Henry Ford Health System, a five-hospital system in the Detroit area, routinely earns one of the top spots on DiversityInc.’s Top 12 Hospitals and Health Systems, an annual ranking of health care organizations that are committed to diversity. To make the cut, the 30,000-employee system is continually working to improve its talent pipeline, talent development practices, supplier diversity and other things essential to an inclusive culture.

Two years ago, HFHS created an executive diversity recruitment committee that reviews the applicant pool for all executive-level positions and approves all hiring offers before they are made.

The committee is responsible for meeting goals, established each year by the HFHS board of trustees, to ensure that the value of diversity factors into hiring decisions.

Because the committee must approve every senior-level hiring decision — and it has its eyes on the annual goal for the entire organization — the priority of diversity is part of the recruitment, interviewing and hiring process for those openings.

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The board sets the organization’s diversity-related goals, monitors metrics to ensure that the goals are being achieved and holds leaders accountable. Diversity-related goals are tied to the senior leadership bonus program, which accounts for 10 percent of senior leaders' pay.

The committee monitors the hiring process — and approves hiring decisions — for all positions at the director level and above, in addition to a few high-level manager positions.

The board sets annual senior leadership hiring goals that reflect the availability of diverse candidates.

The human resources staff use U.S. Census data to calculate the "availability" of diverse candidates for senior-level positions. Availability is an HR term that means the percentage of individuals in certain job classifications within a given recruitment area who are racial/ethnic minorities, women, disabled or veterans. For example, if 33 percent of all chief financial officers in the recruitment area are women, that indicates 33 percent “availability” of female candidates for chief financial officer positions.

To avoid the possibility of bias when reviewing applications, the HR recruiters who screen applications do not have access to demographic information such as race/ethnicity, gender and veteran status that applicants provide on their applications.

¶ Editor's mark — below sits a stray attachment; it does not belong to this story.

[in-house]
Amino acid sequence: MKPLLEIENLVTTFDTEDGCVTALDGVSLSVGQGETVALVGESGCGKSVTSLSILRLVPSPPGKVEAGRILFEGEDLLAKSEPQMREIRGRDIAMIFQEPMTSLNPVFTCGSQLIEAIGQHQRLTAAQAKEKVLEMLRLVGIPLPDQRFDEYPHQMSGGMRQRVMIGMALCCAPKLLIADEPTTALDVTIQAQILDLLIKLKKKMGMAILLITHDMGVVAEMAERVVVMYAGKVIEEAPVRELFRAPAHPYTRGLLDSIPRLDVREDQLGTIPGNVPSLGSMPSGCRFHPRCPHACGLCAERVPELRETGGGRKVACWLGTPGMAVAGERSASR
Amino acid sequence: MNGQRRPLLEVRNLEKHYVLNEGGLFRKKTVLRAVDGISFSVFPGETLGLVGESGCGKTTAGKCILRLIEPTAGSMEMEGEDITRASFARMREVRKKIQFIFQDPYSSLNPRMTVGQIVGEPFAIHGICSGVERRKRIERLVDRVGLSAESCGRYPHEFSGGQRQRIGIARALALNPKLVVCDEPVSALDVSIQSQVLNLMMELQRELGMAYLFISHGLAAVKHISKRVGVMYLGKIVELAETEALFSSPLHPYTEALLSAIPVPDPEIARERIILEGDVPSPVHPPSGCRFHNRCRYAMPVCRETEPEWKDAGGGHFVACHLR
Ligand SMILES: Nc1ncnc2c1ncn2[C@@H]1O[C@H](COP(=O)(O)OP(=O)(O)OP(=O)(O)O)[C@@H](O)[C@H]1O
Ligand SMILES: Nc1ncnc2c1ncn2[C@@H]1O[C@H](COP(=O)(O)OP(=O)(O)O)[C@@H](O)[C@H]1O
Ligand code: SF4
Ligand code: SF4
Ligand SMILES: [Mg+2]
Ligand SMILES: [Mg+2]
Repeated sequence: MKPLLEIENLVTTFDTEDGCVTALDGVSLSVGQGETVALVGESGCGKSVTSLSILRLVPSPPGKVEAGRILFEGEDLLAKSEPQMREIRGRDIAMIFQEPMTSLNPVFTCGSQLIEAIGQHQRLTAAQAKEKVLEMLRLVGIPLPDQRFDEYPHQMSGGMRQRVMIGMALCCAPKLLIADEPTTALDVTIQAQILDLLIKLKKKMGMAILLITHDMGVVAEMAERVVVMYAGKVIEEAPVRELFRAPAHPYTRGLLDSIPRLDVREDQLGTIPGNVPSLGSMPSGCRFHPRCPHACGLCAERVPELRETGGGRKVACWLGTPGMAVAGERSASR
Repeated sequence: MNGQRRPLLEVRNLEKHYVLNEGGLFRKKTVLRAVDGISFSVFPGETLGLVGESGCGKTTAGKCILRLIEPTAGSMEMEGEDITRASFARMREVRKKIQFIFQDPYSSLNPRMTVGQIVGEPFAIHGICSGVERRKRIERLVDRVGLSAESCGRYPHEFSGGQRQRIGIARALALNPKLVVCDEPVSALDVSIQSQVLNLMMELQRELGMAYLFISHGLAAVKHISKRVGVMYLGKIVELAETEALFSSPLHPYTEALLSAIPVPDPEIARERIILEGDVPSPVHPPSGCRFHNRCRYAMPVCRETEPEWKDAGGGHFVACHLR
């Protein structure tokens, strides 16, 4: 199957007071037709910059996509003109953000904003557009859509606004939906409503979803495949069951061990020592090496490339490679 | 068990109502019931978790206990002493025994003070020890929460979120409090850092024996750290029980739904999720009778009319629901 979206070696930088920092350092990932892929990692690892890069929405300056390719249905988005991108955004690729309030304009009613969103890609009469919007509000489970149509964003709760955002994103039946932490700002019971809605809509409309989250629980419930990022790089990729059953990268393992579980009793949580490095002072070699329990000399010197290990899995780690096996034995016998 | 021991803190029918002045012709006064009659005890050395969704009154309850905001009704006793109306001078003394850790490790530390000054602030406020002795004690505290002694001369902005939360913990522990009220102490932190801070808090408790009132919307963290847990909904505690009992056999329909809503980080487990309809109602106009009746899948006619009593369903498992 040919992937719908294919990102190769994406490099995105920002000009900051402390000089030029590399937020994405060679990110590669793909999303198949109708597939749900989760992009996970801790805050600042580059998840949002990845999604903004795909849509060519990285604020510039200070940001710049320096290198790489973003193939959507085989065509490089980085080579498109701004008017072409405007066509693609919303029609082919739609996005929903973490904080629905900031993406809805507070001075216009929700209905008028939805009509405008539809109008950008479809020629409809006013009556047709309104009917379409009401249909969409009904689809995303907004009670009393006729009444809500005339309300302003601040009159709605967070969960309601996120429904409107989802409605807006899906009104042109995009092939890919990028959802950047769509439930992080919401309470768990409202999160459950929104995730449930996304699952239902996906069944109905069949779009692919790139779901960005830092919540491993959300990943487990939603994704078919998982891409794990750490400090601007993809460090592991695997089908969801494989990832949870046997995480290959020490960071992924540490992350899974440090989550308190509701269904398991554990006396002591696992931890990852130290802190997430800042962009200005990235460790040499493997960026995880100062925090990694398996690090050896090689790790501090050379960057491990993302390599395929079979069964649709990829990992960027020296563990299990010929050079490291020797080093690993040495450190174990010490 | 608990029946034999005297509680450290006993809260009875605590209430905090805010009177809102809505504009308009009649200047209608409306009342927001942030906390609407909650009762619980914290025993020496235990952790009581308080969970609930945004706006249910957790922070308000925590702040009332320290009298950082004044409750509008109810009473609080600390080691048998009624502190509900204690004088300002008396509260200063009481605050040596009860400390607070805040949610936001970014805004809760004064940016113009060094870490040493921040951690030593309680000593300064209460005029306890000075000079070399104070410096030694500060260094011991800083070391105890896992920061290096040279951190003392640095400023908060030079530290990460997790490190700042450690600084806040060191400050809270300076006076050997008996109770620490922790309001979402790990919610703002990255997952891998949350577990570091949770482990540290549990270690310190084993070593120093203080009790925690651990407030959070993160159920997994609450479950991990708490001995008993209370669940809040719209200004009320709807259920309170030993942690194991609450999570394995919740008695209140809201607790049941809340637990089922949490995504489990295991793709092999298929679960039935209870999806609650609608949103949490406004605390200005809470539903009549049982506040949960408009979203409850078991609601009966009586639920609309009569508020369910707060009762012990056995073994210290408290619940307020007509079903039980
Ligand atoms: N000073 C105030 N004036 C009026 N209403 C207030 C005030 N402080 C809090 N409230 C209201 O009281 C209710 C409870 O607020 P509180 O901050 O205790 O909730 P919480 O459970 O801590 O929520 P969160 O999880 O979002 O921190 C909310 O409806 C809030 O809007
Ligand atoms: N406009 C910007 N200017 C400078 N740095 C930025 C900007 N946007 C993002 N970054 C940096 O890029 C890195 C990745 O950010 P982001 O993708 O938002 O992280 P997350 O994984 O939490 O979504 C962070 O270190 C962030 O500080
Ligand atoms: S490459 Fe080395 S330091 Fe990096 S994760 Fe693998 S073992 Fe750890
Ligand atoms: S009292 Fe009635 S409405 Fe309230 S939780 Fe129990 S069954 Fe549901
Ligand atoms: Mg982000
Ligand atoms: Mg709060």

However, the system's Office of Workforce Diversity does have access to that information. For each senior-level opening, the recruiter submits the names of all qualified applicants to that office, which reviews the applicant pool to see if it meets the availability, as determined in the goal-setting step.

If the applicant pool does not meet availability, the recruiter is notified that more work is needed.

It is essential that all applicants included in the pool are “similarly situated,” meaning that their qualifications make them viable candidates.

“The object is to have our applicant pool where everyone has pretty much the same qualifications,” says Jan Harrington-Davis, system director for employee and labor relations, workforce diversity and employee compliance.

When an applicant pool meets availability, Harrington-Davis calls a meeting of the executive diversity recruitment committee to review the pool. That allows committee members to know the range of diversity that the hiring manager will see.

“From there, the manager can go ahead with the interviewing stage,” she says. “Then, at the time of the offer, the executive committee has a call to talk about the offer. It’s there that the offer gets approved or is not approved, meaning we need to go back for more outreach.”

In Harrington-Davis’ view, the executive diversity recruitment committee has an impact on the HFHS organization that is more important than increasing the diversity of the senior leadership team.

If a diverse applicant pool includes equally qualified candidates and the hiring manager wants to offer the job to a white male, the committee needs to discuss why.

“When you have your top HR executives throughout the organization having a dialogue about who brings what to the table and what will benefit the organization the most, that’s the richest experience,” Harrington-Davis says. “It’s far bigger than the numbers.”

Lola Butcher is a contributing writer to Trustee.